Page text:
Last week the Hot Docs Canadian International Documentary Festival unveiled its lineup of films. Running April 28 to May 7, the festival is North America’s largest documentary festival. These are not just movies, but films with substance that speak to the human condition, which is the heart of the festival’s mission.
Among the 99 documentaries from 23 countries are films by fourth-year York film students Will Beauchamp and Chelsea McMullan, and York film alumnus Larry Weinstein (BFA ’80). Their productions will be screened in the Canadian Spectrum category, where they will compete for Best Canadian/International short documentary.
“Selected from hundreds of submissions, films in the Canadian Spectrum category represent the absolute best in Canadian documentary, featuring voices from across the country and highlighting the diversity and vigour of the country’s cultural landscape,” said Lynne Fernie, Canadian programmer for the festival.
Beauchamp’s Marianne (2004, 7 min.) is a charming portrait of a modest hotdog vendor who plies her trade outside Mount Sinai Hospital in Toronto, where she serves up the best “dogs” in town along with a generous dollop of love, healing and laughter.
Left: A scene from Will Beauchamp’s film Marianne
When rumours circulate that the city plans to vastly increase licence fees and tender hot dog vendor licences to fast-food corporations, the customers rally around their beloved community hero.
Marianne is slated for its professional world premiere May 2 at 7pm at the Isabel Bader Theatre in Toronto, with a repeat screening May 5 at 1:30pm at the Royal Ontario Museum (ROM) Theatre.
Beauchamp embarked on the movie-making business equipped with only a Canon ES970 camcorder, a store-bought microphone and a golf ball retriever for a boom pole, plus a whole lot of creativity. His credits include the horror film Christian (1997); crime thriller Critical Force (1999); science fiction chiller Pseudoworld (2001); pariahs (2002), which won the Best Feature Film in the International Teen Movie Festival; Scotch and Soda (2003); and Little Pictures (2004). Beauchamp previously served as the Edmonton representative for Warner Bros. Canada Inc.
McMullan’s In a Perfect World (2005, 17 min.) offers a candid glimpse into the glamour and glitz of beauty pageants. The film opens with Kylie McMullan (sister of Chelsea) feeling unsure about being a contestant, but her success as Miss Fraser Valley, BC inspires her to make a run for the big tiara at the Miss World Canada competition. McMullan shadows her sister with her camera, capturing intimate sibling confessions, catty competitors and suave celebrity guests.
Left: Beauty pageants through the eye of filmmaker Chelsea McMullan
In a Perfect World is scheduled for its professional world premiere April 29 at 9:45pm with a repeat screening May 3 at 4:30pm at the ROM Theatre.
Creating travelogues during family trips as a child was McMullan’s first foray into film. In 2003, with funding from the Youth Action Network and in partnership with Charles Street Video, McMullan started YDocs, a program for youth from the greater Toronto area. The program included workshop-based sessions focusing on activism and documentary filmmaking, and provided opportunities to work with activist filmmakers from the community in the creation of a film. Since then, she has created many short narratives and documentaries of her own that have been screened at numerous film festivals.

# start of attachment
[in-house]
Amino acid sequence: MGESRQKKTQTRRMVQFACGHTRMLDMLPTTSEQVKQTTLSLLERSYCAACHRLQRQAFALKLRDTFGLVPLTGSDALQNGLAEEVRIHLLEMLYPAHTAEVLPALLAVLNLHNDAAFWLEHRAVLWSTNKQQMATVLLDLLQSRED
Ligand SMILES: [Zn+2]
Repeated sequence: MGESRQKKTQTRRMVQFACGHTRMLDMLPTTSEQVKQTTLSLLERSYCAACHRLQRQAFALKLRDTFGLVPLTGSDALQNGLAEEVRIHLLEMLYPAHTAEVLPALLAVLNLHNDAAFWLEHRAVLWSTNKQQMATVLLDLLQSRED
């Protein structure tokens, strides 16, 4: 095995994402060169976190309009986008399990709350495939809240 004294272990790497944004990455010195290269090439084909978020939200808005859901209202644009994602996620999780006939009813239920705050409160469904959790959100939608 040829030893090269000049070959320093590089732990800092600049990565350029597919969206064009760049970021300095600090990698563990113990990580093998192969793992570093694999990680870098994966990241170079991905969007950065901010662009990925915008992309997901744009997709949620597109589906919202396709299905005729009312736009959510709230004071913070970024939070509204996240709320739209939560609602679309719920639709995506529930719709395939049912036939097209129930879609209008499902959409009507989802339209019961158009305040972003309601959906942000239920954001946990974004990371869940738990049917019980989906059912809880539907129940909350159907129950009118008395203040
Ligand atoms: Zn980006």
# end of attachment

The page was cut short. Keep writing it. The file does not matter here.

Marianne and In a Perfect World were two of the seven films to hit the big screen last fall at the Bloor Cinema when they got the nod from jurors at CineSiege, the York Film Department’s annual juried showcase of outstanding student productions.
Commissioned in honour of Wolfgang Amadeus Mozart’s 250th birthday, Weinstein’s Mozartballs (2006, 55 min.) is a light-hearted tribute to one of the world’s most beloved classical composers. The film explores what Mozart symbolizes in our age through a motley crew of characters: a Mozart-obsessed retired Swiss schoolteacher, a woman in Oklahoma who believes her body is inhabited by Mozart’s spirit, a California computer programmer who has created a new Mozart cello concerto, and an Austrian astronaut who carried a score of The Magic Flute and chocolate Mozartkugel into space.
Mozartballs opens April 29 at 7pm with a repeat screening May 2 at 1:30pm at the Isabel Bader Theatre.
Weinstein is a partner in the celebrated arts documentary production company Rhombus Media, which he co-founded in 1979 with his York classmates Niv Fichman and Barbara Willis Sweete.
Right: Making Mozartkugel
Arguably Canada’s pre-eminent director of films on musical subjects, Weinstein has worked with many of the world’s major cultural broadcasters. His productions have been seen in over 40 countries around the world and have won numerous awards, including multiple Geminis and Emmys, an Oscar nomination and the Louvre’s coveted “Classique en Images” Award.
As well, Weinstein has been honoured with several retrospectives of his work, including tributes at MOFFOM (Prague), DocAviv (Tel Aviv) and last year’s Hot Docs festival. His long list of credits includes September Songs: The Music of Kurt Weill; The War Symphonies: Shostakovich Against Stalin; Solidarity Song: The Hanns Eisler Story; Ravel’s Brain; Stormy Weather – The Music of Harold Arlen; Beethoven’s Hair; and Burnt Toast, a suite of eight comic mini-operas.
Visit the Hot Docs Web site for more information on scheduling and tickets.
This article was submitted to YFile by Mary-Lou Schagena in the Faculty of Fine Arts.